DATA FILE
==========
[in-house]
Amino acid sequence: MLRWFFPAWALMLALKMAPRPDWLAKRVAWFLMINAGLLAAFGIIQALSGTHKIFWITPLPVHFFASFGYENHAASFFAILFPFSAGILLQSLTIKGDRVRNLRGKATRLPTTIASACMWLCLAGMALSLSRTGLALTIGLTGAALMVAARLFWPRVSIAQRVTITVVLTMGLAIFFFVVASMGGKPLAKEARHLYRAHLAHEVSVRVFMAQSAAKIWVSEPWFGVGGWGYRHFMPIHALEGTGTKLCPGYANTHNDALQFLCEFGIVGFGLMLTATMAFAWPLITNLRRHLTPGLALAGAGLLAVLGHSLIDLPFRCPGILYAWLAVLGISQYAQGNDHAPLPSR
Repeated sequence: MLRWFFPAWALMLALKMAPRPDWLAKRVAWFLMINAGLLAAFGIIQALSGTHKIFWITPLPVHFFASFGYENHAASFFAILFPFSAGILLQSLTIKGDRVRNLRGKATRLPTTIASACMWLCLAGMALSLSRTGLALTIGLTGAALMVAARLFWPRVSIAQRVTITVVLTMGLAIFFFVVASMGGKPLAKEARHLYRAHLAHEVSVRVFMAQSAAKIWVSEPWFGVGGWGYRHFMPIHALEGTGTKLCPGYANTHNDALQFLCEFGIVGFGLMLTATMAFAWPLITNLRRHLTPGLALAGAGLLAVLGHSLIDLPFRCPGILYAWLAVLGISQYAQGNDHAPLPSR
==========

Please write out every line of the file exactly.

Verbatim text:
[in-house]
Amino acid sequence: MLRWFFPAWALMLALKMAPRPDWLAKRVAWFLMINAGLLAAFGIIQALSGTHKIFWITPLPVHFFASFGYENHAASFFAILFPFSAGILLQSLTIKGDRVRNLRGKATRLPTTIASACMWLCLAGMALSLSRTGLALTIGLTGAALMVAARLFWPRVSIAQRVTITVVLTMGLAIFFFVVASMGGKPLAKEARHLYRAHLAHEVSVRVFMAQSAAKIWVSEPWFGVGGWGYRHFMPIHALEGTGTKLCPGYANTHNDALQFLCEFGIVGFGLMLTATMAFAWPLITNLRRHLTPGLALAGAGLLAVLGHSLIDLPFRCPGILYAWLAVLGISQYAQGNDHAPLPSR
Repeated sequence: MLRWFFPAWALMLALKMAPRPDWLAKRVAWFLMINAGLLAAFGIIQALSGTHKIFWITPLPVHFFASFGYENHAASFFAILFPFSAGILLQSLTIKGDRVRNLRGKATRLPTTIASACMWLCLAGMALSLSRTGLALTIGLTGAALMVAARLFWPRVSIAQRVTITVVLTMGLAIFFFVVASMGGKPLAKEARHLYRAHLAHEVSVRVFMAQSAAKIWVSEPWFGVGGWGYRHFMPIHALEGTGTKLCPGYANTHNDALQFLCEFGIVGFGLMLTATMAFAWPLITNLRRHLTPGLALAGAGLLAVLGHSLIDLPFRCPGILYAWLAVLGISQYAQGNDHAPLPSR